One of the mysteries of the English language finally explained.
1The scar of a healed wound.
welt, wound, lesion, swellingView synonyms
- ‘He remembers how his father, a farmer, bore his own scars, a mesh of cicatrices across his shoulder blades.’
- ‘The pattern of the scars or cicatrices - imitating a crocodile's ridged scales - on the upper torsos of some older men indicate them as members of the crocodile clan.’
- ‘You're turning the colour of those chicken-white cicatrices across the skin of your inner wrists.’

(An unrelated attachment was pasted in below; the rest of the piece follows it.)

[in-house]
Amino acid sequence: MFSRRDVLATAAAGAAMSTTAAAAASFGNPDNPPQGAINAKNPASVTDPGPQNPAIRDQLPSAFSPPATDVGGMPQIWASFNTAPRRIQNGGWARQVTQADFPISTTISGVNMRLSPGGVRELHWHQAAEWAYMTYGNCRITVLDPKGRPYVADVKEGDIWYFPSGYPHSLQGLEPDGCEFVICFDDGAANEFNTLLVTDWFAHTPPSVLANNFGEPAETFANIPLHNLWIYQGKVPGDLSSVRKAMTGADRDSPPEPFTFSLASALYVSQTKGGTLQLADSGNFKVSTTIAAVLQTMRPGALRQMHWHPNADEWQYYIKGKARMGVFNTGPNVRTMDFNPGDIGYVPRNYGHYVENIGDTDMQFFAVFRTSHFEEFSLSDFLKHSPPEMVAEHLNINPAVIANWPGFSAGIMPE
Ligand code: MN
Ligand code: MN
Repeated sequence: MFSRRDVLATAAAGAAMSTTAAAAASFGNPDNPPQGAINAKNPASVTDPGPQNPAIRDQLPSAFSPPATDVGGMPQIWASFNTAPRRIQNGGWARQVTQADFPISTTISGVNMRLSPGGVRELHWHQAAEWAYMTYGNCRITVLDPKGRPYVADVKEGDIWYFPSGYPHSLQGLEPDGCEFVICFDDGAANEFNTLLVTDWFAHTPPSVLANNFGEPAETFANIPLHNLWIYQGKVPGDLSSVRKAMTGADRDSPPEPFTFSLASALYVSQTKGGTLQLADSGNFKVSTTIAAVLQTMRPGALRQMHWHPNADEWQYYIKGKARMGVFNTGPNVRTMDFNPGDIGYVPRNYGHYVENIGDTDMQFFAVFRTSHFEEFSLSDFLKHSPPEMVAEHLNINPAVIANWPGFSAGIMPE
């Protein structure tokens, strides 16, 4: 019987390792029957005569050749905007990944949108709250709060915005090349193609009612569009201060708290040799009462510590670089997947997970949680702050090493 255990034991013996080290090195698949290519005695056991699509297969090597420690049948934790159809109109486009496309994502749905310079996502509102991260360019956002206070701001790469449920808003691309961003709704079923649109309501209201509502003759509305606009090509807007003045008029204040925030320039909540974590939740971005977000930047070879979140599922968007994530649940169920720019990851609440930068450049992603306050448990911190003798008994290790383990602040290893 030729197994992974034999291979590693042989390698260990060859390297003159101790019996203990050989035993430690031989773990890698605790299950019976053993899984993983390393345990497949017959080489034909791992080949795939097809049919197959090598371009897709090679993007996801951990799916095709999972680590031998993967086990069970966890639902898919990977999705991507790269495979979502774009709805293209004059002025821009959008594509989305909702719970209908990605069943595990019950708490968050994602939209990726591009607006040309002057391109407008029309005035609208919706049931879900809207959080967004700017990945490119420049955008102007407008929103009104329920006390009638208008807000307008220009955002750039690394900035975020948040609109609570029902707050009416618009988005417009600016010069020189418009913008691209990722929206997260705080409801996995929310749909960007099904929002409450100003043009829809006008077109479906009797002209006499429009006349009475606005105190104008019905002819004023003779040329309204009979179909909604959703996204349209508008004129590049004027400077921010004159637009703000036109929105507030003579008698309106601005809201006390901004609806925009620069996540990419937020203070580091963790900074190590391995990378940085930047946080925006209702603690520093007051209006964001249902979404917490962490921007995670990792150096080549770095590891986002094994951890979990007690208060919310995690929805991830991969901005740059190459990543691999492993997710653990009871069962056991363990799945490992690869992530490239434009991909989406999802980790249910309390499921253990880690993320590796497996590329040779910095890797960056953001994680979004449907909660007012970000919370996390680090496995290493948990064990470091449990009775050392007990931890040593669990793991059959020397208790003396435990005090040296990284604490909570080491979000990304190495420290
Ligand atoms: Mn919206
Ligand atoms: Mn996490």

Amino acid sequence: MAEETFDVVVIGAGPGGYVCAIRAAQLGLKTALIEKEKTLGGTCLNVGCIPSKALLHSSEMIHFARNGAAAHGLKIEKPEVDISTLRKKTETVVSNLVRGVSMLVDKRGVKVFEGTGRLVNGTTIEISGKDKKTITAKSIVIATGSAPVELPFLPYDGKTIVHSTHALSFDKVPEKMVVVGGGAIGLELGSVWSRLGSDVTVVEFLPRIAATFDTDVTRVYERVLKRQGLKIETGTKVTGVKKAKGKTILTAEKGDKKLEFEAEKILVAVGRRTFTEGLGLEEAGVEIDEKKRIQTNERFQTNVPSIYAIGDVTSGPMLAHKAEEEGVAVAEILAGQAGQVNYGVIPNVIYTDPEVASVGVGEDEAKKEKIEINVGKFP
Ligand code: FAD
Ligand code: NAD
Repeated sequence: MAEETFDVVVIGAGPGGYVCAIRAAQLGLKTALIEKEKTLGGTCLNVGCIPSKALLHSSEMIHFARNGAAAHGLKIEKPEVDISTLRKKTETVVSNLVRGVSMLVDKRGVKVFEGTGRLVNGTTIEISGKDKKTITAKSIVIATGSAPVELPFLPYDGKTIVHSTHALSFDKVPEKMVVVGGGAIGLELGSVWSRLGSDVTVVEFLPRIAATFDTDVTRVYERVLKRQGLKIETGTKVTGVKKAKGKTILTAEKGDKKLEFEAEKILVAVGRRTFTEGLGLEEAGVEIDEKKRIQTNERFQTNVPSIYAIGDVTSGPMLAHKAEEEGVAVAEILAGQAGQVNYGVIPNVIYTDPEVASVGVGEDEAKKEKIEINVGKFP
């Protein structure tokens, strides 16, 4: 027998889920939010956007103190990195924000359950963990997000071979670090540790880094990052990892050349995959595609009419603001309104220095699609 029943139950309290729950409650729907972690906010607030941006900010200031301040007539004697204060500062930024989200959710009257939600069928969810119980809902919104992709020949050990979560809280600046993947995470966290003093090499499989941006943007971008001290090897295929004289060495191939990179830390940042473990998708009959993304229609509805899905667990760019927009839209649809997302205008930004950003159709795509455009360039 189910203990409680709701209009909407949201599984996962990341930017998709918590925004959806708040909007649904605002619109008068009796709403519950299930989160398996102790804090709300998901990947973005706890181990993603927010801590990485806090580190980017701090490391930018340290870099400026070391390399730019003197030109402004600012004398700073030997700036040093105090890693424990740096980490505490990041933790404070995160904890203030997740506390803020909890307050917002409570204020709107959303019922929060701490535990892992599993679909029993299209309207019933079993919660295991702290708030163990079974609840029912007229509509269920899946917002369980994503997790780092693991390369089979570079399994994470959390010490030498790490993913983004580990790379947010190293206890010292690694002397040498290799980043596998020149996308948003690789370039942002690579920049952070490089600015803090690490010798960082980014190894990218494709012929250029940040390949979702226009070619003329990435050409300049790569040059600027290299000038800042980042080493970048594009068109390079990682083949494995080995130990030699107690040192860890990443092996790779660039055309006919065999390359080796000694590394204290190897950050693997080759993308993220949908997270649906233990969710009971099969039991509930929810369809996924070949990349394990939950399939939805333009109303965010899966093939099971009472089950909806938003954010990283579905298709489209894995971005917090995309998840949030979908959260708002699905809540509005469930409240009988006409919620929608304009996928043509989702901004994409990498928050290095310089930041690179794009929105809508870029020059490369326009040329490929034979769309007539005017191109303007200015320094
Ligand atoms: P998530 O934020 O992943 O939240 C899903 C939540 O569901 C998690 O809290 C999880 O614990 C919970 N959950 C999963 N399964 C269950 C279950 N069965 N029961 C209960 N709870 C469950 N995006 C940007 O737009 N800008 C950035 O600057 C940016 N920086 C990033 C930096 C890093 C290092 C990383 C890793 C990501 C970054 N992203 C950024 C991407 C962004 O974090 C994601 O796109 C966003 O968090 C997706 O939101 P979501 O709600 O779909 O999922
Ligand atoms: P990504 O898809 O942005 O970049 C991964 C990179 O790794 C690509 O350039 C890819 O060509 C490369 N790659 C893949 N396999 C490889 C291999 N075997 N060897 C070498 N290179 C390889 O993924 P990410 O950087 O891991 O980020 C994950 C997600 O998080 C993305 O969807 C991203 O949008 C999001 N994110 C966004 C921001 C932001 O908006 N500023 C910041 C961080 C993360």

- ‘It was when he reached high that I saw the scar, a deep, ragged cicatrix from above the elbow to the wrist.’
- ‘He made observations regarding initiation cicatrices, the fact that the teeth of male initiands were not removed (unlike tribes on the mainland).’
- 1.1 A scar on the bark of a tree.
- ‘Consequently, the cicatrix displays no growth lines.’
- 1.2Botany A mark on a stem left after a leaf or other part has become detached.
Late Middle English (as cicatrice): from Latin cicatrix or Old French cicatrice.
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